The Java Message Service ( JMS) is an API for enterprise messaging created by Sun Microsystems. JMS is not a messaging system itself; it's an abstraction of the interfaces and classes needed by messaging clients when communicating with messaging systems. In the same way that JDBC abstracts access to relational databases and JNDI abstracts access to naming and directory services, JMS abstracts access to MOMs. Using JMS, a messaging application's messaging clients are portable across MOM products.
The creation of JMS was an industry effort. JavaSoft took the lead on the spec and worked very closely with the messaging vendors throughout the process. The initial objective was to provide a Java API for connectivity to MOM systems. However, this changed to the wider objective of supporting messaging as a first-class Java distributed computing paradigm equally with Remote Procedure Call (RPC) based systems like CORBA and Enterprise JavaBeans:
There were a number of MOM vendors that participated in the creation of JMS. It was an industry effort rather than a Sun effort. Sun was the spec lead and did shepherd the work but it would not have been successful without the direct involvement of the messaging vendors. Although our original objective was to provide a Java API for connectivity to MOM systems, this changed over the course of the work to a broader objective of supporting messaging as a first class Java distributed computing paradigm on equal footing with RPC.
—Mark Hapner, JMS spec lead, Sun Microsystems
The result is a best-of-breed, robust specification that includes a rich set of message delivery semantics, combined with a simple yet flexible API for incorporating messaging into applications. The intent was that in addition to new vendors, existing messaging vendors would support the JMS API.
JMS provides for two types of messaging models, publish-and-subscribe and point-to-point queuing. The JMS specification refers to these as messaging domains. In JMS terminology, publish-and-subscribe and point-to-point are frequently shortened to pub/sub and p2p (or PTP), respectively. This book uses both the long and short forms throughout.
In the simplest sense, publish-and-subscribe is intended for a one-to-many broadcast of messages, while point-to-point is intended for one-to-one delivery of messages (see Figure 1.4).
Messaging clients in JMS are called JMS clients, and the messaging system—the MOM—is called the JMS provider. A JMS application is a business system composed of many JMS clients and, generally, one JMS provider.
In addition, a JMS client that produces a message is called a producer , while a JMS client that receives a message is called a consumer . A JMS client can be both a producer and a consumer. When we use the term consumer or producer, we mean a JMS client that consumes messages or produces messages, respectively. We use this terminology throughout the book.
In pub/sub, one producer can send a message to many consumers through a virtual channel called a topic . Consumers, which receive messages, can choose to subscribe to a topic. Any messages addressed to a topic are delivered to all the topic's consumers. Every consumer receives a copy of each message. The pub/sub messaging model is by and large a push-based model, where messages are automatically broadcast to consumers without them having to request or poll the topic for new messages.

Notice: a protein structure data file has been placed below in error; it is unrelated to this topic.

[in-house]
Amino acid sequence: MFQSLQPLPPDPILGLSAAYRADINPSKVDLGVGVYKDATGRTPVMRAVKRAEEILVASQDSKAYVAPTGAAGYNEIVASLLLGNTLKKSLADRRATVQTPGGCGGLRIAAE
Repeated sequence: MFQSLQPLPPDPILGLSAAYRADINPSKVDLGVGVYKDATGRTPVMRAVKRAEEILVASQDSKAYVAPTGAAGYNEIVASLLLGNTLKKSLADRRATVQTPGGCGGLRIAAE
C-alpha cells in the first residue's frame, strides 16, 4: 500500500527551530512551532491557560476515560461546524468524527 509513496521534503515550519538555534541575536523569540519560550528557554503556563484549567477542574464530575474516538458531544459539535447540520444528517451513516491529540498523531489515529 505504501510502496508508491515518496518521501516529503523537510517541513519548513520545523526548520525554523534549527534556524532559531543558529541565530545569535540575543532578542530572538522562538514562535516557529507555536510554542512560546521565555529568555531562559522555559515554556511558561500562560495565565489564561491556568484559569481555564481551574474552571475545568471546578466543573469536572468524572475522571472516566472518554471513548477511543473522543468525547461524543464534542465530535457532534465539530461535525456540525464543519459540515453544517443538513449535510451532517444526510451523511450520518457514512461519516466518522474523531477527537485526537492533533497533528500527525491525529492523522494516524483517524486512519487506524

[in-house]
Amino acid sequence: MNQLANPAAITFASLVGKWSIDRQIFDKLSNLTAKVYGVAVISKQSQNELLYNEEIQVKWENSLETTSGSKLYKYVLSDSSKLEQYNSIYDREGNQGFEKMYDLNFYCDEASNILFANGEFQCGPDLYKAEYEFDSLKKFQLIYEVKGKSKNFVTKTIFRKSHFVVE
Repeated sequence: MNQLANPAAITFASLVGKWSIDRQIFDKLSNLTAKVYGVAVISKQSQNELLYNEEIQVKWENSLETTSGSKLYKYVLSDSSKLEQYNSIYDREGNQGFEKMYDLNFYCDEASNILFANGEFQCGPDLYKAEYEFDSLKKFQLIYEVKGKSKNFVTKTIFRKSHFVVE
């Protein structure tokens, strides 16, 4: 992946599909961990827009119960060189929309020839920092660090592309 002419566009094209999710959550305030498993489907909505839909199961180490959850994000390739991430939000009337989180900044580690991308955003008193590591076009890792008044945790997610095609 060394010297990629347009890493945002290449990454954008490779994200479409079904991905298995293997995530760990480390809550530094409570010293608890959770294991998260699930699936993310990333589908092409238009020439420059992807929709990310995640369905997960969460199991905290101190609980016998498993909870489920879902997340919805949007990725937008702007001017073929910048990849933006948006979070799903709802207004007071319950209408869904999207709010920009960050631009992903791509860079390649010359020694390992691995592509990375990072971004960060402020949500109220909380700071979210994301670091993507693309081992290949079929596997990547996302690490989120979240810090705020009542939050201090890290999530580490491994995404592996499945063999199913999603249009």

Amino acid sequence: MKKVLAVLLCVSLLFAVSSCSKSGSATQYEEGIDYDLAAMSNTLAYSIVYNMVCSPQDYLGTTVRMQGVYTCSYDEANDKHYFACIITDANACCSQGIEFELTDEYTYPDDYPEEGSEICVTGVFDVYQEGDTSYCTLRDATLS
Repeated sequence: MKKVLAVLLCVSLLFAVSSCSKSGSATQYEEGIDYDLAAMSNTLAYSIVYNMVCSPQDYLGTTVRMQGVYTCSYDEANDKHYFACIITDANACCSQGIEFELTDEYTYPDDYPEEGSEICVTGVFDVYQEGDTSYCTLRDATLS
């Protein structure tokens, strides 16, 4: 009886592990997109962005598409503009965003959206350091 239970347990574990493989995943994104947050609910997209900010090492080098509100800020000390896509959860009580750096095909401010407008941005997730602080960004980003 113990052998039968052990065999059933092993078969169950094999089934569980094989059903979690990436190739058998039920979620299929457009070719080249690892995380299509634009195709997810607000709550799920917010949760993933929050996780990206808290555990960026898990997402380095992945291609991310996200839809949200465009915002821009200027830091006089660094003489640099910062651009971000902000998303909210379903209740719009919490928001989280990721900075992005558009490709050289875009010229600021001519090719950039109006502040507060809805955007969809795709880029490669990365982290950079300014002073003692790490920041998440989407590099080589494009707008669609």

In the pub/sub messaging model the producer sending the message is not dependent on the consumers receiving the message. Optionally, JMS clients that use pub/sub can establish durable subscriptions that allow consumers to disconnect and later reconnect and collect messages that were published while they were disconnected. The pub/sub JMS messaging model is discussed in greater detail in Chapter 2, and Chapter 4.
The point-to-point messaging model allows JMS clients to send and receive messages both synchronously and asynchronously via virtual channels known as queues . The p2p messaging model has traditionally been a pull- or polling-based model, where messages are requested from the queue instead of being pushed to the client automatically. In JMS, however, an option exists that allows p2p clients to use a push model similar to pub/sub.
A given queue may have multiple receivers, but only one receiver may consume each message. As shown in Figure 1.4, the JMS provider takes care of doling out the work, insuring that each message is consumed once and only once by the next available receiver in the group. The JMS specification does not dictate the rules for distributing messages among multiple receivers, although some JMS vendors have chosen to implement this as a load balancing capability. P2p also offers other features, such as a queue browser that allows a client to view the contents of a queue prior to consuming its messages—this browser concept is not available in the pub/sub model. The p2p messaging model is covered in more detail in Chapter 5.